Different Responses to the Same Exposure to Risk

This story is from last week, but it’s too useful to ignore:

As the wildfires that ravaged Southern California for five days lost momentum yesterday, representatives of the insurance industry said the estimated $1 billion in fire damage would have little if any impact on homeowners’ rates in California or the rest of the nation.

“It’s well within the range of losses we expect to see in California every few years,” said economist Robert Hartwig, president of the Insurance Information Institute. “That means the rate in this area is already reflected with the risk associated with wildfires.”

Private businesses have an incentive to plan for the possibility that risk will turn into reality. This should not shock anyone, yet we constantly hear calls for government interference. Generally it’s because people are too immature to pay the full cost of their risky decisions, but the next line of the article offers another complaint.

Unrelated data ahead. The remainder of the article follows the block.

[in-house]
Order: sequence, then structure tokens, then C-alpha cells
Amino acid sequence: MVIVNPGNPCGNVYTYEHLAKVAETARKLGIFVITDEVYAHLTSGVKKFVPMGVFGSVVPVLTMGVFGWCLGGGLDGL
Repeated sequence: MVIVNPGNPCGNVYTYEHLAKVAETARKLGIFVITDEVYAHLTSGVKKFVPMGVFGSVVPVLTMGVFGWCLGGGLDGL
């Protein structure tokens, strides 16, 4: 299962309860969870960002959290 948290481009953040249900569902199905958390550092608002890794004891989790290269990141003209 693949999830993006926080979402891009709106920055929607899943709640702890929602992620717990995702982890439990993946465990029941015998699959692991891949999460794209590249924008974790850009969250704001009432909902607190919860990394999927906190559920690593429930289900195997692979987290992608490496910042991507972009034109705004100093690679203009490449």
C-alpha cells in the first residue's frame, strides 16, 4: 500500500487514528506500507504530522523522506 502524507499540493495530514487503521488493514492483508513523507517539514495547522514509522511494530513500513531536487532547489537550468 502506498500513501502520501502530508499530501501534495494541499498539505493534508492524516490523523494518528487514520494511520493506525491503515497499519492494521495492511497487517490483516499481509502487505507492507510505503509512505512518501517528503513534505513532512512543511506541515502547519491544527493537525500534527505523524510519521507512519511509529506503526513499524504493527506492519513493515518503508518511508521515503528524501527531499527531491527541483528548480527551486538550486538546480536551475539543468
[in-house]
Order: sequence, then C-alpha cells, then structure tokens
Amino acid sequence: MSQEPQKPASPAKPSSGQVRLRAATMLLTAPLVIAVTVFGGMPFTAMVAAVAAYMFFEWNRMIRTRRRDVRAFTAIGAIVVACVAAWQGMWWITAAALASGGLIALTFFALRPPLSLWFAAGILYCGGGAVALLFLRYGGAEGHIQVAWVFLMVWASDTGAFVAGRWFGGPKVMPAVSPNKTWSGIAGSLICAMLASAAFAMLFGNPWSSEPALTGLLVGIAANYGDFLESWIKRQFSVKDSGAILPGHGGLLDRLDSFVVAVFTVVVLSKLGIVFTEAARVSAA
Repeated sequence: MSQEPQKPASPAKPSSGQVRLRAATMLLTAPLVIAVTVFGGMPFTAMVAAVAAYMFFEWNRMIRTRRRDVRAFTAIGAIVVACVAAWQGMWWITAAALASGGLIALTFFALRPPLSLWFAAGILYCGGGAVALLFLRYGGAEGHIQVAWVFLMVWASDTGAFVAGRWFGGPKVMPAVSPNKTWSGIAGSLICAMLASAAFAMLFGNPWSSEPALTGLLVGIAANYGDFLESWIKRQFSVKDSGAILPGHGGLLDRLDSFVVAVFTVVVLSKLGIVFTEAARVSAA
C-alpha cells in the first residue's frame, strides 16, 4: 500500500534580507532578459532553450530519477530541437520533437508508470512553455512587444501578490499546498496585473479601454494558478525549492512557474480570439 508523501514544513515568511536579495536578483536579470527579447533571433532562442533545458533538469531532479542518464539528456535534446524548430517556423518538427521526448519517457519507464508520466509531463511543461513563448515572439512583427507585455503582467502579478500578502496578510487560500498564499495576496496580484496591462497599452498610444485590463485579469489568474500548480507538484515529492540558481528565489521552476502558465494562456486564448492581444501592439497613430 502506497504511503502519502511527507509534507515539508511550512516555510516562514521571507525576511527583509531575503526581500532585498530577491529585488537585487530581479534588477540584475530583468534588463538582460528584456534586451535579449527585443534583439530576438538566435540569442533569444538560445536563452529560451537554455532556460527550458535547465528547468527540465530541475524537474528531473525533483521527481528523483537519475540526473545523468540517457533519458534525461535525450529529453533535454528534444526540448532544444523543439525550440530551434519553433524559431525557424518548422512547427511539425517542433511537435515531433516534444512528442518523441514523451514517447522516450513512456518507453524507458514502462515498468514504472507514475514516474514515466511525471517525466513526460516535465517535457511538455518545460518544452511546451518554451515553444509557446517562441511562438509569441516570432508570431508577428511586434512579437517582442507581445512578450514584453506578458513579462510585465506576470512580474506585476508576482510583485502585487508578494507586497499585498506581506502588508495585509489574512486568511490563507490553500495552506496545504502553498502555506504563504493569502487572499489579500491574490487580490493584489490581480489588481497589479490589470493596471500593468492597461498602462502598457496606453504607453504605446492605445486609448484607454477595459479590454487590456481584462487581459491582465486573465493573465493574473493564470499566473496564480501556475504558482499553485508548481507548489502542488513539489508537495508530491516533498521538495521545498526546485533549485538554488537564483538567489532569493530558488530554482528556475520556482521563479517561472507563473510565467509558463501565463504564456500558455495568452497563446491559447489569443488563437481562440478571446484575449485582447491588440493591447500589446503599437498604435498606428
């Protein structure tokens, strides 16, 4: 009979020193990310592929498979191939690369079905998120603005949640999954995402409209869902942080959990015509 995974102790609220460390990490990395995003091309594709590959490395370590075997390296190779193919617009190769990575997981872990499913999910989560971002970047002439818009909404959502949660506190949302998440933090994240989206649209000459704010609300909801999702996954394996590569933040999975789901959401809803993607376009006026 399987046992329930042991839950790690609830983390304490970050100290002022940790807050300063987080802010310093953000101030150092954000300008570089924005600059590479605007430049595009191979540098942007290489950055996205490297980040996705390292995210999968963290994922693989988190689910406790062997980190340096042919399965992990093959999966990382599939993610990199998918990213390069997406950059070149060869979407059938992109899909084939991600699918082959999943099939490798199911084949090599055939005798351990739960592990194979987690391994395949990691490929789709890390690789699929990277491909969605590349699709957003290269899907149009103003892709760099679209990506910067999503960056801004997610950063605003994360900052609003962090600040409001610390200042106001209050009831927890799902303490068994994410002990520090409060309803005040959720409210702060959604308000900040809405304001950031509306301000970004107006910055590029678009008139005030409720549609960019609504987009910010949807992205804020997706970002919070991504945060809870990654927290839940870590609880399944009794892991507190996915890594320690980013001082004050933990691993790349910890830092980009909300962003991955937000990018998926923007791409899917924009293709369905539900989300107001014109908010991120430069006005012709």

After Hurricane Katrina and the Florida hurricanes in 2004 and 2005, insurance premiums in the Gulf area and parts of Florida doubled over three years, according to institute records. When 2006 turned out to be relatively hurricane-free, the higher premiums contributed to record insurance-industry profits.

Nowhere in the article does it indicate the likelihood those “record” profits will be later offset by record losses if another Hurricane Katrina occurs. Nor is there mention that the chance of such extreme devastation occurring again is increased by the political insistence on subsidizing the higher risk of living in an area like New Orleans to avoid asking some voters to pay for their own life choices.